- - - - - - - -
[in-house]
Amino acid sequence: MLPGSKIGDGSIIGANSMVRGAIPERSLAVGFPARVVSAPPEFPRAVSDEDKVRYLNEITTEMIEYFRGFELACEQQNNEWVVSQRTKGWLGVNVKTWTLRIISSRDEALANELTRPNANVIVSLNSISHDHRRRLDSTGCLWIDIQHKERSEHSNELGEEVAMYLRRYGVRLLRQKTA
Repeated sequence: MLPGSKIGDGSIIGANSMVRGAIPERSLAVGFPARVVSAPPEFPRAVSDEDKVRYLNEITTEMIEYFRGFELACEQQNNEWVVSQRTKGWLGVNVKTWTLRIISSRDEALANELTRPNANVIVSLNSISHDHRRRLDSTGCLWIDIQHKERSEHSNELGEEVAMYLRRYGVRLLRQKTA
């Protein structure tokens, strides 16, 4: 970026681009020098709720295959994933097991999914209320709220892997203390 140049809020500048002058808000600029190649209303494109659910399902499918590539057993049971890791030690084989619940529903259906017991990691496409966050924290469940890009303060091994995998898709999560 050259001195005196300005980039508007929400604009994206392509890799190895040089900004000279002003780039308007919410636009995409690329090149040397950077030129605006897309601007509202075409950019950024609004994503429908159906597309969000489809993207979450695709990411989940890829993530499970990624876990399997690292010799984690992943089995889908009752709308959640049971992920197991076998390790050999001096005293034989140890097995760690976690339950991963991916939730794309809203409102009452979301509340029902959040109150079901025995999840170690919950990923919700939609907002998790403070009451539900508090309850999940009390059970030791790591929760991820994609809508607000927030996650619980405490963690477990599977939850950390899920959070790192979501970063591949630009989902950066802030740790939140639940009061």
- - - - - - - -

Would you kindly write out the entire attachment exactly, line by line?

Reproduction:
[in-house]
Amino acid sequence: MLPGSKIGDGSIIGANSMVRGAIPERSLAVGFPARVVSAPPEFPRAVSDEDKVRYLNEITTEMIEYFRGFELACEQQNNEWVVSQRTKGWLGVNVKTWTLRIISSRDEALANELTRPNANVIVSLNSISHDHRRRLDSTGCLWIDIQHKERSEHSNELGEEVAMYLRRYGVRLLRQKTA
Repeated sequence: MLPGSKIGDGSIIGANSMVRGAIPERSLAVGFPARVVSAPPEFPRAVSDEDKVRYLNEITTEMIEYFRGFELACEQQNNEWVVSQRTKGWLGVNVKTWTLRIISSRDEALANELTRPNANVIVSLNSISHDHRRRLDSTGCLWIDIQHKERSEHSNELGEEVAMYLRRYGVRLLRQKTA
């Protein structure tokens, strides 16, 4: 970026681009020098709720295959994933097991999914209320709220892997203390 140049809020500048002058808000600029190649209303494109659910399902499918590539057993049971890791030690084989619940529903259906017991990691496409966050924290469940890009303060091994995998898709999560 050259001195005196300005980039508007929400604009994206392509890799190895040089900004000279002003780039308007919410636009995409690329090149040397950077030129605006897309601007509202075409950019950024609004994503429908159906597309969000489809993207979450695709990411989940890829993530499970990624876990399997690292010799984690992943089995889908009752709308959640049971992920197991076998390790050999001096005293034989140890097995760690976690339950991963991916939730794309809203409102009452979301509340029902959040109150079901025995999840170690919950990923919700939609907002998790403070009451539900508090309850999940009390059970030791790591929760991820994609809508607000927030996650619980405490963690477990599977939850950390899920959070790192979501970063591949630009989902950066802030740790939140639940009061």